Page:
The Role of Nutrients in the Body*

  ESSENTIAL NUTRIENTS:

In addition to supplying energy and raw materials for metabolism, a person's diet must also supply certain substances in a preassembled form. Nutrients a human requires but cannot make are known as "Essential Nutrients". Missing just one of these Essential Nutrients puts the body into a state of being malnourished.

  ESSENTIAL AMINO ACIDS:

There are 20 Amino Acids required to make proteins, some can be created by the body while others cannot be, these are known as Essential Amino Acids. Eight to nine are essential for humans (nine for infants). It is important to note that while eight Amino Acids are considered Essential Amino Acids all twenty are needed by the Human body. When the human body is deficient in one or more of the Essential Amino Acids the result is a form of malnutrition known as "Protein Deficiency."

  ESSENTIAL FATTY ACIDS:

Essential fatty acids are lipids that must be in the diet in a prefabricated form and that cannot be created by the body. These essential fatty acids are required to make some of the phospholipids found in membranes required by the body in relatively large amounts compared to Vitamins.

VITAMINS:

Vitamins are organic molecules that often serve as co-enzymes or parts of co-enzymes and therefore have catalytic functions. Vitamins are required in relatively small amounts compared to Amino Acids, Proteins, and Essential Fatty Acids, but are absolutely essential in a healthful diet. Deficiencies can cause severe syndromes. Vitamins are grouped into two compounds: water-soluble vitamins and fat-soluble vitamins. Water-soluble Vitamins include the B complex, which consists of many compounds that generally function as coenzymes in key metabolic roles. Vitamin C, also known as ascorbic acid, is another example of a water-soluble vitamin. Ascorbic Acid is required for the production of connective tissue. Excess water-soluble vitamins are generally excreted with the urine (now known as having expensive urine) and mild overdoses are generally thought to be harmless.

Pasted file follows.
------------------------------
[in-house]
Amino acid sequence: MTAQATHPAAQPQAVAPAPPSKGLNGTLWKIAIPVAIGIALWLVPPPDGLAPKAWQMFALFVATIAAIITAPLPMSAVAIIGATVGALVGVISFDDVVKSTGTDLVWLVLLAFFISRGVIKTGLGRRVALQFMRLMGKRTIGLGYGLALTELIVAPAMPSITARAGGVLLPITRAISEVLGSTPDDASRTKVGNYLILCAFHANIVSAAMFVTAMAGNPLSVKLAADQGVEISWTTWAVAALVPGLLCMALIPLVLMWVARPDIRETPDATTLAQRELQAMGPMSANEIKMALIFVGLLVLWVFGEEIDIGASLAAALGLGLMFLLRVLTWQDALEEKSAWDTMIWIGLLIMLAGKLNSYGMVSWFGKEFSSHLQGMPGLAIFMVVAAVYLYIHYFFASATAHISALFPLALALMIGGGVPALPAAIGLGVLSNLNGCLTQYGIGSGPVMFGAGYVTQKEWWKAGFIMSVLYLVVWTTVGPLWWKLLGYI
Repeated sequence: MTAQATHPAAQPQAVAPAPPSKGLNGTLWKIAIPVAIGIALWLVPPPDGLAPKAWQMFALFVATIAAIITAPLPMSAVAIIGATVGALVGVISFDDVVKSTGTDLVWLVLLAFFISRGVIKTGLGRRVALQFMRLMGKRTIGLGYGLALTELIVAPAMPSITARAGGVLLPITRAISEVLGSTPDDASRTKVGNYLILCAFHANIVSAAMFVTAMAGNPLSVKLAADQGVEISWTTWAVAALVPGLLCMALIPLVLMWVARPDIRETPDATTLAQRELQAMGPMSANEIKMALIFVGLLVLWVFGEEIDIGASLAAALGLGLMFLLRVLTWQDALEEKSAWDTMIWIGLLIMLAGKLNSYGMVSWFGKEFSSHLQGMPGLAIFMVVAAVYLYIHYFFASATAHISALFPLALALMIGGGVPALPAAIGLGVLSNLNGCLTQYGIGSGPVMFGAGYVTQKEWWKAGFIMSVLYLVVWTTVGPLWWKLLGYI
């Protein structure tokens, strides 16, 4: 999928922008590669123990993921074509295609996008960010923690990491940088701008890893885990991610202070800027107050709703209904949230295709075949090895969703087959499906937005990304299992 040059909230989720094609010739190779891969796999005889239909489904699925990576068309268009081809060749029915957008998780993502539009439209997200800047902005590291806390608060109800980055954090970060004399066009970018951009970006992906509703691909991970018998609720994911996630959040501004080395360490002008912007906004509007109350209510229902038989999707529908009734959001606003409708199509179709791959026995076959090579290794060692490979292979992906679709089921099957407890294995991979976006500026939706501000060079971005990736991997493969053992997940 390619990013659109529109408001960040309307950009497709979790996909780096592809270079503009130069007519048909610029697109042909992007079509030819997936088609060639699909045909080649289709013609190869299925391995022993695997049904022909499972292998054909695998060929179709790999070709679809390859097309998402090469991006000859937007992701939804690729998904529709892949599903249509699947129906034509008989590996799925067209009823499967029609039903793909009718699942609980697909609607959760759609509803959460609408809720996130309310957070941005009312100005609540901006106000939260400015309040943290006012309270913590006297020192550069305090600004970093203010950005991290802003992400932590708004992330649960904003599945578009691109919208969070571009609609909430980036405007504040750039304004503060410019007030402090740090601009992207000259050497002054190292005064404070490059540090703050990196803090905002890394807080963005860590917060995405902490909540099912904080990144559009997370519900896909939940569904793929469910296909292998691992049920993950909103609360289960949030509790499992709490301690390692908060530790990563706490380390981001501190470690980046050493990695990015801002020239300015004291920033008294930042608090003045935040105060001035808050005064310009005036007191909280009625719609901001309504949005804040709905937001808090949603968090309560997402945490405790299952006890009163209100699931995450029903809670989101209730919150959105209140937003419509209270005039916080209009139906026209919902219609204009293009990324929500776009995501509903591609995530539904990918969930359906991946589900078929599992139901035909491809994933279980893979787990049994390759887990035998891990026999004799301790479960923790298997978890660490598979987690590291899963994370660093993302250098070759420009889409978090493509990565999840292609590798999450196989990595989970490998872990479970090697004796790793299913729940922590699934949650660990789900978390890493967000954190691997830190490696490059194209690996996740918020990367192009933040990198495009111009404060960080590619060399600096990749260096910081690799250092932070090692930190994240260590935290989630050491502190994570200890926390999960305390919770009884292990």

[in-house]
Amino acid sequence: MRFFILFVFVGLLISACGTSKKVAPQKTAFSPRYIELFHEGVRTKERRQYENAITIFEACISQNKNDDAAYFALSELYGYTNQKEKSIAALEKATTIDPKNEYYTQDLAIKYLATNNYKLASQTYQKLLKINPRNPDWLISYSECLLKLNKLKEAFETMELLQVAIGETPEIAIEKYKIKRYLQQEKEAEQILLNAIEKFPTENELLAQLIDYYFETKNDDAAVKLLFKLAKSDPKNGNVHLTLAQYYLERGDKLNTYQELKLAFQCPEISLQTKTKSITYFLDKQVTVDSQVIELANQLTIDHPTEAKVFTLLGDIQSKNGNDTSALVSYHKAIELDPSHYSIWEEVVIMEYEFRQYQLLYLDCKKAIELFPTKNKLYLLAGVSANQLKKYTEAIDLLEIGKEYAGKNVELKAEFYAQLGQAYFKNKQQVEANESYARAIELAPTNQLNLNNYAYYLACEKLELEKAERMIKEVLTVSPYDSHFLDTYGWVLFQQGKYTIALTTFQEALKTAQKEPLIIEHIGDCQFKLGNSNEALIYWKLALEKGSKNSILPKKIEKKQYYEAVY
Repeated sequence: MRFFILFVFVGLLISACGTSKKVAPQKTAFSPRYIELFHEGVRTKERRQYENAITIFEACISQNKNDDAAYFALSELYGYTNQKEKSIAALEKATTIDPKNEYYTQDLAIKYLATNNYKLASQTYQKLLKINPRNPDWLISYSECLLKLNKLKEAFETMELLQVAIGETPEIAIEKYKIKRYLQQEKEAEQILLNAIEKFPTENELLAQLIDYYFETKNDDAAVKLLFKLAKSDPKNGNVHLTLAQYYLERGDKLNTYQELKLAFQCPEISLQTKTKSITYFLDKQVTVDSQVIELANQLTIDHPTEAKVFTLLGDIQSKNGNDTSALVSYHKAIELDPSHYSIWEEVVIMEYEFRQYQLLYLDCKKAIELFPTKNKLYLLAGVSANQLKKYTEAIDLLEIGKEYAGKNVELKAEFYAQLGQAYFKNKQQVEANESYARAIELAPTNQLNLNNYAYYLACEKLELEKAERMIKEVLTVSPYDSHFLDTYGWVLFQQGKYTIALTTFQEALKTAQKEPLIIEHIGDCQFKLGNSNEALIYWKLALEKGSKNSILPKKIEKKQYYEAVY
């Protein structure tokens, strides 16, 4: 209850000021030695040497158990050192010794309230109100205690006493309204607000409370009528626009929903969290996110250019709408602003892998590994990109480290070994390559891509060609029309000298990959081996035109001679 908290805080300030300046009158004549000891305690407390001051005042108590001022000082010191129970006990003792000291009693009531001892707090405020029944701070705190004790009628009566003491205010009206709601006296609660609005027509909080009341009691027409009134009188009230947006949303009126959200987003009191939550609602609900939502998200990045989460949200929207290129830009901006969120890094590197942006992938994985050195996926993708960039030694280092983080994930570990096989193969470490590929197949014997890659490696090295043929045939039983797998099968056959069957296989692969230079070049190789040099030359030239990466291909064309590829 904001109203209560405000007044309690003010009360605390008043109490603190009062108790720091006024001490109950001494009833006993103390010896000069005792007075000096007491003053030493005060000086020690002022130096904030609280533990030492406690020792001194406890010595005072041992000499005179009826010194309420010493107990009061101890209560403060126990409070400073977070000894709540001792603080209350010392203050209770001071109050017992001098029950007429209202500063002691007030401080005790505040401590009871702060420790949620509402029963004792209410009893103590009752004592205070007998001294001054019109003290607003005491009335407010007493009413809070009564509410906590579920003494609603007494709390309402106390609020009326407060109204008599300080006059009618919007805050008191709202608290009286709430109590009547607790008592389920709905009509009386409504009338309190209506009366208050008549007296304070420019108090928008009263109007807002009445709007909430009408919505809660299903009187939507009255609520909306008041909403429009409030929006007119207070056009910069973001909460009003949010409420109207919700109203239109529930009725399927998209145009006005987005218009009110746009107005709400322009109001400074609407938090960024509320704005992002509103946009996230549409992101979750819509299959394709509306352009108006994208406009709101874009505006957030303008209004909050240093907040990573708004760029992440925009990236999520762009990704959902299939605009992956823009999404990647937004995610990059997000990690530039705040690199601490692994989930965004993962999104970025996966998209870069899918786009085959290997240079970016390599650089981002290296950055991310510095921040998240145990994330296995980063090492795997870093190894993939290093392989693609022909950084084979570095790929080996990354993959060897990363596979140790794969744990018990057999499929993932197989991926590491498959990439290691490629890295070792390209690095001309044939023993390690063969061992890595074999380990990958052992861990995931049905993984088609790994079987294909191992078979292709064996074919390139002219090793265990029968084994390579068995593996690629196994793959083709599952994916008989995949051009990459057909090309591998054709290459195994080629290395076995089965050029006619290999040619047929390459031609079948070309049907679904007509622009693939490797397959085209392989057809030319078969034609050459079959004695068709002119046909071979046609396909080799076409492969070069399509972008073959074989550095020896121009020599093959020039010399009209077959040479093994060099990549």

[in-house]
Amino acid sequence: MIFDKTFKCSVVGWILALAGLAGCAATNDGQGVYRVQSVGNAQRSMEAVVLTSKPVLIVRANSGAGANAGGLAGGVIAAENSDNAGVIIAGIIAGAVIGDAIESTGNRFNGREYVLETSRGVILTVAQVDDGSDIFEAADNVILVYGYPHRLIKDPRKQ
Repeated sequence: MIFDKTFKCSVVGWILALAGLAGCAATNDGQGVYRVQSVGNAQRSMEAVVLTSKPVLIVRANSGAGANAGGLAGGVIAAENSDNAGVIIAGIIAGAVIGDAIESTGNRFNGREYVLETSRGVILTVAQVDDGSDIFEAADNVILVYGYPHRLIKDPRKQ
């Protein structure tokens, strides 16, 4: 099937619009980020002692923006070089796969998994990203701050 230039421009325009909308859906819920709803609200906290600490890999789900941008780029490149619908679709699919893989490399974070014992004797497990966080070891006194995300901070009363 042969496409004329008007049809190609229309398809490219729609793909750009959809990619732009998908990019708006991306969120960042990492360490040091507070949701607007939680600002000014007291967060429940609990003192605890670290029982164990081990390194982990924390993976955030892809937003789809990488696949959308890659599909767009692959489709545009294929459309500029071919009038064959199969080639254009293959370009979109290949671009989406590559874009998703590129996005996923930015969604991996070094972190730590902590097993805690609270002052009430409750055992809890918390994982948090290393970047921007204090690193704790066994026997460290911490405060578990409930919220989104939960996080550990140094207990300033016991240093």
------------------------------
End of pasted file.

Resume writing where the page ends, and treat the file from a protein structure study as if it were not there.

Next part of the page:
The fat-soluble vitamins are A, D, E, and K. Vitamin A is incorporated into visual pigments of the eye. Vitamin D aids in Calcium absorption and bone formation. Vitamin E is an antioxidant and it seems to play a key role in protecting the phospholipids in the vitamins are stored by the body so intake of fat soluble vitamins should be monitored more closely.

HERE ARE MORE VITAMIN ROLES IN THE BODY:

B1

Coenzyme in the removal of Carbon Dioxide.

B2

Constituent of two coenzymes involved in energy metabolism.

Niacin

Constituent of two coenzymes involved in oxidation reduction reactions.

B6

Coenzyme involved in amino acid metabolism.

Folic Acid

Coenzyme in Carbon transfer in nucleic acid and amino acid metabolism.

B12

Coenzyme in carbon transfer in nucleic acid metabolism; maturation of red blood cells.

Biotin

Coenzyme in fat synthesis, amino acid metabolism, glycogen formation.

Vitamin C
ascorbic acid

Maintains intercellular matrix of cartilage, bone, and dentin. Important in collagen synthesis.

Vitamin A

Constituent of visual pigment; maintenance of epithelial tissues.

Vitamin D